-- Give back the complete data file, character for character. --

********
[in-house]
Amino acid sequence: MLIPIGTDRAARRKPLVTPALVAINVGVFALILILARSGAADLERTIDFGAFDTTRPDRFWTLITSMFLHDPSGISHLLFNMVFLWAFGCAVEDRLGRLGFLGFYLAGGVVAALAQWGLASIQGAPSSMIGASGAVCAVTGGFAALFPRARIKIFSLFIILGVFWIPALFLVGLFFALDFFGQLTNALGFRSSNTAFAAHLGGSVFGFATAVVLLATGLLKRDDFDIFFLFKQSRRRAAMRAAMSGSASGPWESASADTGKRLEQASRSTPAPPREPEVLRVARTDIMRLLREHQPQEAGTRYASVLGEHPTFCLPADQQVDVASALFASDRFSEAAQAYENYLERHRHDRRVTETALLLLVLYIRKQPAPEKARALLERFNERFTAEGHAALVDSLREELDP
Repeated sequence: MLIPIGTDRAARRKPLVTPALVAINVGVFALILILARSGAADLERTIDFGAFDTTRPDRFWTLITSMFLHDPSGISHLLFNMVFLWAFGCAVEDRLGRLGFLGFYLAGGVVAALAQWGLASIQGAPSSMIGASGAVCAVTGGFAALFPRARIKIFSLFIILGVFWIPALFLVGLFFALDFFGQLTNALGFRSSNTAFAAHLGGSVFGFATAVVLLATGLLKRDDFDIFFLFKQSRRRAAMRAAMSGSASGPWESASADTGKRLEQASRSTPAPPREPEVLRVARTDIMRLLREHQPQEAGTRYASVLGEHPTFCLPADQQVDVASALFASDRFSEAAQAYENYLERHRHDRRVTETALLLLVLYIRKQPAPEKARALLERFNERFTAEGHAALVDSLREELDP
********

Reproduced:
[in-house]
Amino acid sequence: MLIPIGTDRAARRKPLVTPALVAINVGVFALILILARSGAADLERTIDFGAFDTTRPDRFWTLITSMFLHDPSGISHLLFNMVFLWAFGCAVEDRLGRLGFLGFYLAGGVVAALAQWGLASIQGAPSSMIGASGAVCAVTGGFAALFPRARIKIFSLFIILGVFWIPALFLVGLFFALDFFGQLTNALGFRSSNTAFAAHLGGSVFGFATAVVLLATGLLKRDDFDIFFLFKQSRRRAAMRAAMSGSASGPWESASADTGKRLEQASRSTPAPPREPEVLRVARTDIMRLLREHQPQEAGTRYASVLGEHPTFCLPADQQVDVASALFASDRFSEAAQAYENYLERHRHDRRVTETALLLLVLYIRKQPAPEKARALLERFNERFTAEGHAALVDSLREELDP
Repeated sequence: MLIPIGTDRAARRKPLVTPALVAINVGVFALILILARSGAADLERTIDFGAFDTTRPDRFWTLITSMFLHDPSGISHLLFNMVFLWAFGCAVEDRLGRLGFLGFYLAGGVVAALAQWGLASIQGAPSSMIGASGAVCAVTGGFAALFPRARIKIFSLFIILGVFWIPALFLVGLFFALDFFGQLTNALGFRSSNTAFAAHLGGSVFGFATAVVLLATGLLKRDDFDIFFLFKQSRRRAAMRAAMSGSASGPWESASADTGKRLEQASRSTPAPPREPEVLRVARTDIMRLLREHQPQEAGTRYASVLGEHPTFCLPADQQVDVASALFASDRFSEAAQAYENYLERHRHDRRVTETALLLLVLYIRKQPAPEKARALLERFNERFTAEGHAALVDSLREELDP